- Tone – Icon of a grid of various shades of gray – The presence of this icon indicates that there are different tones of color in the box of tiles and they are not all identical, and as a result more organic.
Square tiles are the standard shape you will see. While selecting a design that does not use square tiles will typically give a more exciting finish, it will take longer per square foot, and as a result, it will cost more to install. The most commonly sold tile sizes are:
- A square shape of up to 36” by 36” and as small as 4” by 4”
- A rectangular shape from 3” to 24” tall and anywhere from 24” to 48” long
Frequently Asked Questions
How much does it cost to install ceramic tile per square foot?
Ceramic tile is the least expensive tile option with the tiles ranging from $1 to $3 per square foot, and the labor for installation costs around $5 per square foot.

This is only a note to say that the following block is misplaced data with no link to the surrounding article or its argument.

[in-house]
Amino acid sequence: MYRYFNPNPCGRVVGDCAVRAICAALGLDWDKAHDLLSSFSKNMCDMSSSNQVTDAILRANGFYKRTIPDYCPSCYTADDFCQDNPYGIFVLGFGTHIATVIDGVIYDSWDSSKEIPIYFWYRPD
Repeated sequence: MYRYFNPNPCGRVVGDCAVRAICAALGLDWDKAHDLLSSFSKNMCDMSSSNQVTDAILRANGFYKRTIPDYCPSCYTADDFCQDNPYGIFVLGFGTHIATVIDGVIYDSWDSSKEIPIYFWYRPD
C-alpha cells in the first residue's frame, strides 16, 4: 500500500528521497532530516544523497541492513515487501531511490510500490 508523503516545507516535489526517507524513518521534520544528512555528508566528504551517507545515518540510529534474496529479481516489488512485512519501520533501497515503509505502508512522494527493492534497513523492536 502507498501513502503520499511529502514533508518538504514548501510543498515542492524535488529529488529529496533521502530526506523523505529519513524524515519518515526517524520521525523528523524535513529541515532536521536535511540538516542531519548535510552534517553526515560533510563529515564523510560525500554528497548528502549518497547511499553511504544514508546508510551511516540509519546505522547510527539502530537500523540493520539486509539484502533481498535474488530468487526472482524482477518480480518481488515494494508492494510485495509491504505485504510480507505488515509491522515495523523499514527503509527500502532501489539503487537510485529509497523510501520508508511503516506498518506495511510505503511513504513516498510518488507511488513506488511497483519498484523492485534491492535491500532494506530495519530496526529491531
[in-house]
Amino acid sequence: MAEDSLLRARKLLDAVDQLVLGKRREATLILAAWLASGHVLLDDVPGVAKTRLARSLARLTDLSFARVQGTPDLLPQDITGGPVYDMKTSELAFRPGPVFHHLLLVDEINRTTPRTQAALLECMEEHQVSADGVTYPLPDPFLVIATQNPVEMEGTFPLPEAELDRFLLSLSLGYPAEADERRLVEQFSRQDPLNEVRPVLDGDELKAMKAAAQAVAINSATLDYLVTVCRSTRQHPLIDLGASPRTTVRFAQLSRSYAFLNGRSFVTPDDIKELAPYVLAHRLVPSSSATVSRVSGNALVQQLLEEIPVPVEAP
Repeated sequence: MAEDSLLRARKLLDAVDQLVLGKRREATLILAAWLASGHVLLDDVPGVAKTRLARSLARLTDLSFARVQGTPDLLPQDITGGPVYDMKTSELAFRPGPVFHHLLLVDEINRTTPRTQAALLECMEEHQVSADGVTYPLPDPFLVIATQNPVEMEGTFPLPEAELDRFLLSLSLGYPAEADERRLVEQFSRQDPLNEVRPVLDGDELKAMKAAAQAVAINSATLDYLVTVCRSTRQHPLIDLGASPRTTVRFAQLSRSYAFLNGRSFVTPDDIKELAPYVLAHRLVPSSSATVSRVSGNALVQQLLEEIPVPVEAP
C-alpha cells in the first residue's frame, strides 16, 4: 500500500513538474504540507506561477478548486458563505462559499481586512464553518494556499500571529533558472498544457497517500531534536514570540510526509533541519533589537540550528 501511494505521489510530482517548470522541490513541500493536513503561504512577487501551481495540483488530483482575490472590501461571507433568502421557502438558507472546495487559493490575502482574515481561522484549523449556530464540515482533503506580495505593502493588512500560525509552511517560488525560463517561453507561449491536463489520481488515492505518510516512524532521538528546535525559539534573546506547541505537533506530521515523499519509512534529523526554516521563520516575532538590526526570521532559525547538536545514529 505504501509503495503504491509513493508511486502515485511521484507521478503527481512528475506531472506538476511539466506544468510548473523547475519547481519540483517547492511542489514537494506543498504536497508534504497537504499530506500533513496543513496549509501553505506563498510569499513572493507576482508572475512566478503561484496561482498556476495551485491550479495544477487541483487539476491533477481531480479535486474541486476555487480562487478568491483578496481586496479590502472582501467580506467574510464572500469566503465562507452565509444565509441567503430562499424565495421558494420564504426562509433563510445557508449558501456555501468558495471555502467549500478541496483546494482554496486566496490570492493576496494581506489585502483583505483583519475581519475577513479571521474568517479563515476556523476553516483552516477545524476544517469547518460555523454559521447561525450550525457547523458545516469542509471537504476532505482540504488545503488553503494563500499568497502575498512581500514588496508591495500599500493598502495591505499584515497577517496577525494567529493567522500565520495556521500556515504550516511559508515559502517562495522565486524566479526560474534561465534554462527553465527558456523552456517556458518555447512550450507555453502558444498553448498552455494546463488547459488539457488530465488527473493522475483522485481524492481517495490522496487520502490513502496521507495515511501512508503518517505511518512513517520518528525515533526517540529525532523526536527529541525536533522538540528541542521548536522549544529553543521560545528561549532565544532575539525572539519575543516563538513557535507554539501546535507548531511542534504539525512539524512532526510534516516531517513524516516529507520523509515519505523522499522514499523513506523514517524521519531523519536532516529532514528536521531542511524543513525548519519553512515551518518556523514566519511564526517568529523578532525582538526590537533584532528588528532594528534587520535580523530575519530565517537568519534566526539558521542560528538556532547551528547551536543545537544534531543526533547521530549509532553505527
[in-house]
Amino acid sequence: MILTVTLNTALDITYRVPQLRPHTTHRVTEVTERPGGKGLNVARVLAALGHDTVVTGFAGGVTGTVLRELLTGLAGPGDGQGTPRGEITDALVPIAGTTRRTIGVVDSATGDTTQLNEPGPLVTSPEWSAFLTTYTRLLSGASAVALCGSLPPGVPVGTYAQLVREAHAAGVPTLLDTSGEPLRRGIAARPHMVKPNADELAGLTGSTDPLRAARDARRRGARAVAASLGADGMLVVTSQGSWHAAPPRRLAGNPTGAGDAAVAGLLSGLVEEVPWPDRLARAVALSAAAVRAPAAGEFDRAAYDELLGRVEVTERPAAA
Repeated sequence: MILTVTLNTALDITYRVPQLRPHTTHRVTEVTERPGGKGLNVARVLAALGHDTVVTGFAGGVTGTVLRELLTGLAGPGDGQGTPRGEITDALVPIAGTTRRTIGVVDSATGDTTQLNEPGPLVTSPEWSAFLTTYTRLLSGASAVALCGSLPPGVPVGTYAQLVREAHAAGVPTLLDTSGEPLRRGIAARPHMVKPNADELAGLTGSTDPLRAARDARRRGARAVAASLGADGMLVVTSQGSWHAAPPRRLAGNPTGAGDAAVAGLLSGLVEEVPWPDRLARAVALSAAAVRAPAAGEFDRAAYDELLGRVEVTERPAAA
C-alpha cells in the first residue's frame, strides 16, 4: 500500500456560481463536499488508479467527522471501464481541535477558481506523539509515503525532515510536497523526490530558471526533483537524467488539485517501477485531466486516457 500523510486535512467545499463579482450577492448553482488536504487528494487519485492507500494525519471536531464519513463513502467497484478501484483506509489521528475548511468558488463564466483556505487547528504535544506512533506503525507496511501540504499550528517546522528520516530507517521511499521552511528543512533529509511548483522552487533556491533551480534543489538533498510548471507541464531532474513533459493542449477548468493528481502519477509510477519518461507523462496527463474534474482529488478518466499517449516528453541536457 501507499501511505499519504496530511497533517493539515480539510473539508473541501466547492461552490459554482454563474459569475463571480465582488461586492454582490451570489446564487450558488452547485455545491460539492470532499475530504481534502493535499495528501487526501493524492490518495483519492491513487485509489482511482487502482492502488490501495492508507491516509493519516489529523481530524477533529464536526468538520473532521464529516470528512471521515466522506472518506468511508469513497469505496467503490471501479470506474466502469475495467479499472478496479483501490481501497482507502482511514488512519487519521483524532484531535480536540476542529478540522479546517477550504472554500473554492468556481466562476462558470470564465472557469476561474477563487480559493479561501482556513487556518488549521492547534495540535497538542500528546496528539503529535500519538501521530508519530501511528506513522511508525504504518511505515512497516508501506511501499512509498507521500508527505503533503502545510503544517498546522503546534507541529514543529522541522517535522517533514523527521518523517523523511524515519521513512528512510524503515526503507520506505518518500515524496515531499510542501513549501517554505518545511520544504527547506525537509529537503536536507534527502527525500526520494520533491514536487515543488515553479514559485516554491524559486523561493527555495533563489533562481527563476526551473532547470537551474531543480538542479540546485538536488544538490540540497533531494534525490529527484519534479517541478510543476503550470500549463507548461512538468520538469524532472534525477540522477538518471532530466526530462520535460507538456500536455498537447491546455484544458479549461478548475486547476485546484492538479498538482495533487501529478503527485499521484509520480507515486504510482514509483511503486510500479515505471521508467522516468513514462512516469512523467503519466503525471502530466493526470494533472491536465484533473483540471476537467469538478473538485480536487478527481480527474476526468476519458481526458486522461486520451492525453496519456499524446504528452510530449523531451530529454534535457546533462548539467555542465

How much do tilers charge per hour?
The national average for professional tile installers works out to about $35 per hour; however, most contractors charge per square foot. Tilers know how many square feet they can get installed in an hour, and since the square footage of the area in your home that needs the tile has definite measurements, it's a better way for both parties to structure the costs.
How much does it cost to tile a small bathroom?
For a small bathroom of 40 square feet, your costs range between $300 for ceramic tile up to $600 for marble. For a medium bathroom of 75 square feet, the range is between $563 to $1,125. For a large bathroom measuring 160 per square foot the range is $1,200 to $2,400, and for a huge bathroom of 210 square feet, prices range from $1,575 to $3,150 on the high end.
Get free estimates on HomeGuide from trusted tile installers:
 Craftsman National Home Improvement Estimator 2018
 Home Depot’s description of the label information
 Craftsman National Home Improvement Estimator 2018
 A description of each classification from the Floor and Décor website